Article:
From the

Official News Magazine of the Diocese of Spokane

Deacon Eric Meisfjord, Editor
P.O. Box 48, Spokane WA 99210
(509) 358-7340; FAX: (509) 358-7302

Media Watch: ‘The Courage to be Catholic,’ ‘About Schmidt’

by Father Tom Caswell, for the Inland Register

(From the Feb. 6, 2003 edition of the Inland Register)

Book Review

Thirty years ago I used to enjoy reading the weekly columns of George Weigel when he lived in Seattle and wrote for the Seattle Archdiocese’s newspaper.

A few years ago he published a biography of Pope John Paul II. Now Weigel has come out with his assessment of the crisis in the Church. The book is titled The Courage to Be Catholic: Crisis, Reform and the Future of the Church.

Early on, in what becomes a polemic, Weigel speaks of “reformers” of Vatican II as “a wrecking crew for whom nothing short of Catholicism’s transformation into a kind of high-church, politically correct American ‘denomination’ — Catholic Lite — will suffice.”

The Courage to Be Catholic is not designed to be a bridge-building book in discussing the serious problems the Church is facing in 2002-2003. It is designed to be a clear-cut, strongly stated point of view that says the crisis in the Church is caused by a failure to teach the truth. The author especially emphasizes the teaching of Pope Paul II on sexual morality issues. He does not emphasize the pope’s teachings on such issues as war and peace, capital punishment, and ecumenical outreach.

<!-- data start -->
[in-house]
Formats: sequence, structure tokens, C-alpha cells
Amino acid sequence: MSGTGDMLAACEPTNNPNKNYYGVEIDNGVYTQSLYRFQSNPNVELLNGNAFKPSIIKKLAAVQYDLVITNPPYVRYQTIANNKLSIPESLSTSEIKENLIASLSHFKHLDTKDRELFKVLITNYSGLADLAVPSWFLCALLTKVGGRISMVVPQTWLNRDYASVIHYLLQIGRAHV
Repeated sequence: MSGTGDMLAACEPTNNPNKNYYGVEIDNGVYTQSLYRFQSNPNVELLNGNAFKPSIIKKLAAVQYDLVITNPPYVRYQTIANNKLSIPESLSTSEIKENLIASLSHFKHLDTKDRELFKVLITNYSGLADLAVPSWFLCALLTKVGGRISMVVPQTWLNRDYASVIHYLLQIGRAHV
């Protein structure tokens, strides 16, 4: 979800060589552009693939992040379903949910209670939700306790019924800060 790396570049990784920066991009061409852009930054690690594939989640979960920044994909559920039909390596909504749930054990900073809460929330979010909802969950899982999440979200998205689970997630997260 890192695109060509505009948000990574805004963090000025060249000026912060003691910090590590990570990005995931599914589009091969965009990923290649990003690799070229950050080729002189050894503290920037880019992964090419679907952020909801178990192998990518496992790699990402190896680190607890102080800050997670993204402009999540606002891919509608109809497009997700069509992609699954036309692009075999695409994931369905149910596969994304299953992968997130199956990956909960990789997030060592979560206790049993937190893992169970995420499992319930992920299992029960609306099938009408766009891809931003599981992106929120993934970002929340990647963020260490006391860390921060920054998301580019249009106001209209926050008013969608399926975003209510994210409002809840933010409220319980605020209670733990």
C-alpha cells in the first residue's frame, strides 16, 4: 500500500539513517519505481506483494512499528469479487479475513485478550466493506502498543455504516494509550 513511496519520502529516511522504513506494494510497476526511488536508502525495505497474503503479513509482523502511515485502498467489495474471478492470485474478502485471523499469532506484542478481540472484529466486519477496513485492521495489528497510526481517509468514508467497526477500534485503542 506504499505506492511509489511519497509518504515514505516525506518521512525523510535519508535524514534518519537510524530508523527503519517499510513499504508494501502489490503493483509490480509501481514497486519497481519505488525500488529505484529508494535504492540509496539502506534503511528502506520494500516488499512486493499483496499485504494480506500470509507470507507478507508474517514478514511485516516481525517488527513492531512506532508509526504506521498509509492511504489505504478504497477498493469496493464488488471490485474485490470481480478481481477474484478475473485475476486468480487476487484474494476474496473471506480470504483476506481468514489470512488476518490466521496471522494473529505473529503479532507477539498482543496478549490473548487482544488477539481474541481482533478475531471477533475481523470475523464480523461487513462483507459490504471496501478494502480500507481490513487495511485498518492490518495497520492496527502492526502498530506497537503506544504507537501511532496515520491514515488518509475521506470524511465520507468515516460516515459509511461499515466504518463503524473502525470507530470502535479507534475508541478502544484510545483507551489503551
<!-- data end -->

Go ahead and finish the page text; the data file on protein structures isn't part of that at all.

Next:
Weigel traces the key moment of the rise of dissidents who oppose the truth to the Congregation of the Clergy’s response in April of 1971. At that time the Congregation asked Cardinal O’Boyle to lift sanctions against priests in his archdiocese who had publicly not supported the papal document Humane Vitae, issued in 1968. This led to “Cafeteria Catholics,” because there was no longer strict discipline of priests.

The “Truce of 1968” led to dissent among theologians, laxity in seminaries, and an eventual failure to teach the truth.

Also, priests in the 1960s through the 1980s were influenced by Henri Nouwen’s book The Wounded Healer. Clerical sexual misconduct was now seen as a wound that was more properly addressed by a therapist. The clerical culture then began to promote deception and defensiveness.

The answer to this failure is continued reform in the seminaries, a rededication of priests to teaching the truth and living a strict regimen of spiritual exercises, structural reforms on how bishops are appointed, and how the Vatican receives information and appoints bishops.

Some will find Weigel’s arguments convincing. Others will find them less than satisfying. For example, he is very hard on bishops and the U.S. Bishops’ Conference. And yet it is his heroic John Paul II that appointed almost all of the bishops involved in the present crisis. Does not the person at the top bear some of the responsibility?